The Contingent Labor Market in Poland


In this interview, Tomasz Bąk discusses the changing situation of outsourced services as well as challenges and opportunities for working in Poland.

1. How have outsourced services in Poland changed over the past 10 years?

Tomasz: This can be described with two words: spectacular growth. 20 years ago there was no outsourcing to speak of in Poland, 15-12 years ago it was still a relatively new concept, and today even the most advanced business processes and projects are outsourced and the sector of business services is expanding rapidly. For example, there are now 470+ SSC/BPO Centers in Poland. 66 of these centers were created in only 2013 and 60 percent of those were created by new investors with no service centers previously established in Poland, pointing to the spectacular growth.

The growth is not only in quantity but quality. 87 percent of the service centers have expanded the scope of their services in recent years. A few years ago only the most basic processes had been outsourced, while today even the most complex IT programs are given to external companies. Three key elements that have made this expansion possible are:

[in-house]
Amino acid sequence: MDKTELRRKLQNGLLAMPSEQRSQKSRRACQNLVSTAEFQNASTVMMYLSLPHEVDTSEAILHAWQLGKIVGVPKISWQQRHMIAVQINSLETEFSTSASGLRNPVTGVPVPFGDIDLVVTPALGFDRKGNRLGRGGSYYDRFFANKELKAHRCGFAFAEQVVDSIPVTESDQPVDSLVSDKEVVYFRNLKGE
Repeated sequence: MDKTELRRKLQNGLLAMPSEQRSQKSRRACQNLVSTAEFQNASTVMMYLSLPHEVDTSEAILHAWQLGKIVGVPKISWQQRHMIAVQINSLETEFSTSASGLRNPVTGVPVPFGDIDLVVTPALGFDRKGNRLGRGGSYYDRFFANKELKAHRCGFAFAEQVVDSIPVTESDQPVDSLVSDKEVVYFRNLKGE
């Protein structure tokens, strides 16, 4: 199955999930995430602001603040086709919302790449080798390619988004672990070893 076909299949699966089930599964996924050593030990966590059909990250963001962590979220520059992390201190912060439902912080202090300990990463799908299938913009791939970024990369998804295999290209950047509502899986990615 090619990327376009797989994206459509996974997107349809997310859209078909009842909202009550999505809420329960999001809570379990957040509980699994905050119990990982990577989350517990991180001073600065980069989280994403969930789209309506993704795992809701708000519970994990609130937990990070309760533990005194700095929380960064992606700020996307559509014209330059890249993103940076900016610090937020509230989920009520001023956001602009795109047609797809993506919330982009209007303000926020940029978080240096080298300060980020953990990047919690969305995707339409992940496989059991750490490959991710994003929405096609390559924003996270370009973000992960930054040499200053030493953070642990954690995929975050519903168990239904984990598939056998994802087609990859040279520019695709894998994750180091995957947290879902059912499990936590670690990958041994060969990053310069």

• The economic situation of Poland has improved as I describe in my answer to the question about what locations within Poland clients are moving to.
  • Poland has very good access to very well-educated and multilingual professionals who are a lot more inexpensive than their colleagues from western countries.